States argue in court for more say over endangered species
A battle over how to save endangered wolves in the Southwest moves to a federal appeals court Wednesday as judges hear arguments on whether states can block the federal government from reintroducing wildlife within their borders.
The Interior Department is asking the Denver-based 10th Circuit Court of Appeals to overturn a preliminary injunction that bars the department from releasing more captive-bred Mexican gray wolves into the wild in New Mexico without that state's approval.
It's the latest skirmish in the federal government's long and troubled effort to restore the rare wolves to part of their original range under the Endangered Species Act. It comes as the future of the law is in question, with Congress and the White House in the control of Republicans who generally see it as an impediment to jobs and economic development.
New Mexico has multiple complaints about the Mexican gray wolf program, and in 2015 it refused to issue a permit to the U.S. Fish and Wildlife Service—part of the Interior Department—to release more of the predators in the state. New Mexico also announced it might sue the agency.
Fish and Wildlife decided to release more wolves anyway, citing an urgent need to expand the wild population to prevent inbreeding. New Mexico officials went to court, and a federal judge in New Mexico issued an order last year blocking further releases while the dispute is resolved.
The Interior Department appealed to the 10th Circuit. Appeals court judges generally take weeks or months to issue a ruling after hearing oral arguments.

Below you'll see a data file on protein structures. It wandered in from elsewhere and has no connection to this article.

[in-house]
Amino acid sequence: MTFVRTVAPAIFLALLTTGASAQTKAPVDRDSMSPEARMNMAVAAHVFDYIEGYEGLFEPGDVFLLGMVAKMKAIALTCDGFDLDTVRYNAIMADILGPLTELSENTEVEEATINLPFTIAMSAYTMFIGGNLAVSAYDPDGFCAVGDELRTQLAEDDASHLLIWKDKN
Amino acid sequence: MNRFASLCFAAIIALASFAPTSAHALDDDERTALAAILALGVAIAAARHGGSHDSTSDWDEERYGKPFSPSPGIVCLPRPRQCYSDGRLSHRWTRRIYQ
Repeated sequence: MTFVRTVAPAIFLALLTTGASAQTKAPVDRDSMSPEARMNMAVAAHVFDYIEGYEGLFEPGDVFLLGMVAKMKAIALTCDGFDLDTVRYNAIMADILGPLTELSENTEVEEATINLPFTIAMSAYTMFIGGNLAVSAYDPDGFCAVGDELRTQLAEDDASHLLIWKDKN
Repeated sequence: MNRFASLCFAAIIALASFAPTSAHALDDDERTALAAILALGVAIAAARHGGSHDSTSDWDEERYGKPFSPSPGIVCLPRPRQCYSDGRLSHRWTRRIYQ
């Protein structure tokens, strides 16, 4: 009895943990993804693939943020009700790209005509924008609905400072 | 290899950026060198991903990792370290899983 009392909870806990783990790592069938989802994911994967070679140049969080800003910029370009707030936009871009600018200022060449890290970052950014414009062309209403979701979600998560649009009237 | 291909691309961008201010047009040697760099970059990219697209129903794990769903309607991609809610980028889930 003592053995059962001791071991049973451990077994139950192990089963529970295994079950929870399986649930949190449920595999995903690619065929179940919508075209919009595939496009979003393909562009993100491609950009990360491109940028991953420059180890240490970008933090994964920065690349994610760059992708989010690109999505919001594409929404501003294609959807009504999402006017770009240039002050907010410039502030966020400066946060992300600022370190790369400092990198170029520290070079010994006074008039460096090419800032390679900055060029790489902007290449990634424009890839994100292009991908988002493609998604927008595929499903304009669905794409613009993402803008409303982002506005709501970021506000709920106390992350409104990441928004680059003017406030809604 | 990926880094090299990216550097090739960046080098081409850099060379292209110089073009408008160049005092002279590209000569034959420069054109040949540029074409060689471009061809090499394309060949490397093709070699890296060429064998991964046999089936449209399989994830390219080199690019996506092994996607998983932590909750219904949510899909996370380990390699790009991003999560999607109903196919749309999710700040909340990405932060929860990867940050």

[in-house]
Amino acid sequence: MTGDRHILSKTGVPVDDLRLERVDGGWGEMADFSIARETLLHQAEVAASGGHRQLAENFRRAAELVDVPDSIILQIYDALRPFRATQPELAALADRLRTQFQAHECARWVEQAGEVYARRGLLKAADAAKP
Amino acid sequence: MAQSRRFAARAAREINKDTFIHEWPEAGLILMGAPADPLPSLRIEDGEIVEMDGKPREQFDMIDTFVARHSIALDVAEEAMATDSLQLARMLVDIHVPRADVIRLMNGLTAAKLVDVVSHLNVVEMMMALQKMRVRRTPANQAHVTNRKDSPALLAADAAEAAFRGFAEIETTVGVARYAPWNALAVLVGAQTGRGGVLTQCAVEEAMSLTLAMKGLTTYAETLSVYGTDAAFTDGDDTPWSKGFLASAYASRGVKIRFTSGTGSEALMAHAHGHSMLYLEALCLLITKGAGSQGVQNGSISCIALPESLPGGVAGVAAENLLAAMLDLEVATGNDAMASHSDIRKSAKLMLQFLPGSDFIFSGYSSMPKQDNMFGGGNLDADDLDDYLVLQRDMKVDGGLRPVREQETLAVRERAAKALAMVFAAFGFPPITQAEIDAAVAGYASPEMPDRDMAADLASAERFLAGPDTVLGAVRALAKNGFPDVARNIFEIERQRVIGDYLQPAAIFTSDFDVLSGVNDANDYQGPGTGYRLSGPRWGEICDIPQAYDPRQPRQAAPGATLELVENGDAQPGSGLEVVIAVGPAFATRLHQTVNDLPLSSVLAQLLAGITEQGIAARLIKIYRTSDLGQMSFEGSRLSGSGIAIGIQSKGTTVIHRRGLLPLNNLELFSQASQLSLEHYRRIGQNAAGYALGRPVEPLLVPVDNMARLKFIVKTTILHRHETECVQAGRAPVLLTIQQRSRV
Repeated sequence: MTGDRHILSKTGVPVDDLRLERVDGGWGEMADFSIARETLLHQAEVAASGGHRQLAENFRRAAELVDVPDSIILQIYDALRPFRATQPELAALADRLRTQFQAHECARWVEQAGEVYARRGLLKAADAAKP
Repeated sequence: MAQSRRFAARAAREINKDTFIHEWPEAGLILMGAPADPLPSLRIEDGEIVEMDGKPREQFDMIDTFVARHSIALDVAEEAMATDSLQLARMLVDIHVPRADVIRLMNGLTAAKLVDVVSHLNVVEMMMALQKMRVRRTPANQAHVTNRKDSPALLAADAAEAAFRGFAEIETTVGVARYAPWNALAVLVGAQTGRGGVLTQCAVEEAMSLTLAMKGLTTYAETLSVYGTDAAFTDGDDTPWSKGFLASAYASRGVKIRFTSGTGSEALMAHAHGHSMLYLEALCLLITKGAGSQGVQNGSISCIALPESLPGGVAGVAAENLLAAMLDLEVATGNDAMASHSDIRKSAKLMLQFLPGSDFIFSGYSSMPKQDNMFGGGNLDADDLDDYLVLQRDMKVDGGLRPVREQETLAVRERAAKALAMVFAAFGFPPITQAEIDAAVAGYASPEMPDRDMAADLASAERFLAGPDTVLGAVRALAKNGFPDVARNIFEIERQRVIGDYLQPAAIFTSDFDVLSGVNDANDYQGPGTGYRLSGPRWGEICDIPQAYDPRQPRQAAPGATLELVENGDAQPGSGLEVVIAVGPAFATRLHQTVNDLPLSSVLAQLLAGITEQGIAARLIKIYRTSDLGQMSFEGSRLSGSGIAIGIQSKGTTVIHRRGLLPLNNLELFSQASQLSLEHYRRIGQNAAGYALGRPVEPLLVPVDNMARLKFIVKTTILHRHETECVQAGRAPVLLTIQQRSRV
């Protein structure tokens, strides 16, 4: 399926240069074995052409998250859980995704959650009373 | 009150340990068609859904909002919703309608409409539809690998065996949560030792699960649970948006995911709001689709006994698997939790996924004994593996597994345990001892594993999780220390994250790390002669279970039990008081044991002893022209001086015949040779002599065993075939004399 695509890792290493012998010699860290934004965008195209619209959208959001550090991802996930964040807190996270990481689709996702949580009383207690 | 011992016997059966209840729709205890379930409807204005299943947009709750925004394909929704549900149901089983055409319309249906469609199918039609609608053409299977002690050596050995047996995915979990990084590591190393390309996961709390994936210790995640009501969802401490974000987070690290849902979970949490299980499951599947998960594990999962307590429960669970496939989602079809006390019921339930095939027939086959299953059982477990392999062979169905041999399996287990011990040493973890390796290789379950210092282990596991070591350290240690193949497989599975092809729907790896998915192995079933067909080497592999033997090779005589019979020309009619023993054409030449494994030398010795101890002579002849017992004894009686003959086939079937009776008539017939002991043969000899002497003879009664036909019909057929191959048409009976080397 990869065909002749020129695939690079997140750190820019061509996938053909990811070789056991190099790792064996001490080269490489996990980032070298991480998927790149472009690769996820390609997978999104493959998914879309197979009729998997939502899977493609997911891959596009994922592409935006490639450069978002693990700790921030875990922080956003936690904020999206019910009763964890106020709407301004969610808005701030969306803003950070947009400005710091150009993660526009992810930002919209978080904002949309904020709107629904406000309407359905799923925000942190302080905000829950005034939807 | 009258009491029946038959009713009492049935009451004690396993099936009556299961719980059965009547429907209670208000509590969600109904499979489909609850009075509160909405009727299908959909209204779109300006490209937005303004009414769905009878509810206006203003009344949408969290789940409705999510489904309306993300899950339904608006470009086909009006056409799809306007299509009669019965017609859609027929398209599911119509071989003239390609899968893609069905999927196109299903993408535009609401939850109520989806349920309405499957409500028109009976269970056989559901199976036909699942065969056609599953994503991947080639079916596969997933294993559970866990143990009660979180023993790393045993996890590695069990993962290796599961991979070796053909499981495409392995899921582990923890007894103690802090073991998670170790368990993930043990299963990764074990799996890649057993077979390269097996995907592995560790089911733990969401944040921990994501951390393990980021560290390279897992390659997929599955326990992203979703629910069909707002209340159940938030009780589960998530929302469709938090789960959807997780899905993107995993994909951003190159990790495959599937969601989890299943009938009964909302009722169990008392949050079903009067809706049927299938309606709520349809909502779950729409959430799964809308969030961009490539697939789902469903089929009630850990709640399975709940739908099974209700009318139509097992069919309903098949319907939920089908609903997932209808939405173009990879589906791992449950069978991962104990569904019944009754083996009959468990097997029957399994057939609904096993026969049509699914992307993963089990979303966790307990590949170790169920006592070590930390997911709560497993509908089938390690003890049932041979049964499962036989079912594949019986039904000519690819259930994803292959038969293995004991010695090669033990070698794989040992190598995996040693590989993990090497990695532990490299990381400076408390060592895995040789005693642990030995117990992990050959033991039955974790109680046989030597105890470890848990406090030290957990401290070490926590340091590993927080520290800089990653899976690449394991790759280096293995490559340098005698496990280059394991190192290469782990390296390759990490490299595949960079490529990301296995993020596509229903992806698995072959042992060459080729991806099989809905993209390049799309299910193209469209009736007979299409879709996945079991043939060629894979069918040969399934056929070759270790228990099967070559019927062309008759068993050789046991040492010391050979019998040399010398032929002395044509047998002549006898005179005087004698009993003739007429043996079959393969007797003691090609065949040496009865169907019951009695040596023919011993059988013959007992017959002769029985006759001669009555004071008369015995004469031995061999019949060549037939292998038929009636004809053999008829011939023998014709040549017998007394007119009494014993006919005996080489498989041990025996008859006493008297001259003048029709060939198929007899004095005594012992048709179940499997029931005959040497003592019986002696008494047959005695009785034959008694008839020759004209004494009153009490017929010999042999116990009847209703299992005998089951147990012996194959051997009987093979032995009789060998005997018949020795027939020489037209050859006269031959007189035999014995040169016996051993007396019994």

Even if the court sides with the government, it's not clear whether president-elect Donald Trump's administration will continue to fight after he takes office.
New Mexico state attorneys contend the Endangered Species Act and federal rules require the Fish and Wildlife Service to cooperate with the state and not release more wolves without state permission. They also made a states' rights argument, saying states have the primary responsibility to manage wildlife.
Eighteen other states filed a friend-of-the-court brief siding with New Mexico.
Interior Department lawyers argue the law allows the department to go around the state, if necessary, to save a species. The preliminary injunction against more releases "threatens the survival in the wild of a protected species," they said in written arguments.
A coalition of environmental groups, led by Defenders of Wildlife, intervened on the Interior Department's side. They argue that the state's legal interpretation would wrongly give them veto power over measures to save a federally protected species.
Reintroducing wolves is always contentious because they sometimes attack domestic livestock as well as game animals prized by hunters. Last year, the Interior Department's internal watchdog said the Fish and Wildlife Service had not fulfilled its obligation to remove Mexican gray wolves that preyed on pets and cattle.
The Mexican wolf program has had other problems, including multiple failed attempts to update the original 1982 recovery plan. Fish and Wildlife has agreed to produce a new plan this year to settle a lawsuit filed by conservation groups.
New Mexico officials also complain that federal officials tripled the target number of wolves in the wild—from about 100 to 300—without sufficient justification.
Only about 100 Mexican gray wolves live in the wild. They nearly disappeared in the 1970s, and the federal government added them to the endangered species list in 1976. The U.S. Fish and Wildlife Service began reintroducing them in New Mexico and Arizona starting in 1998.
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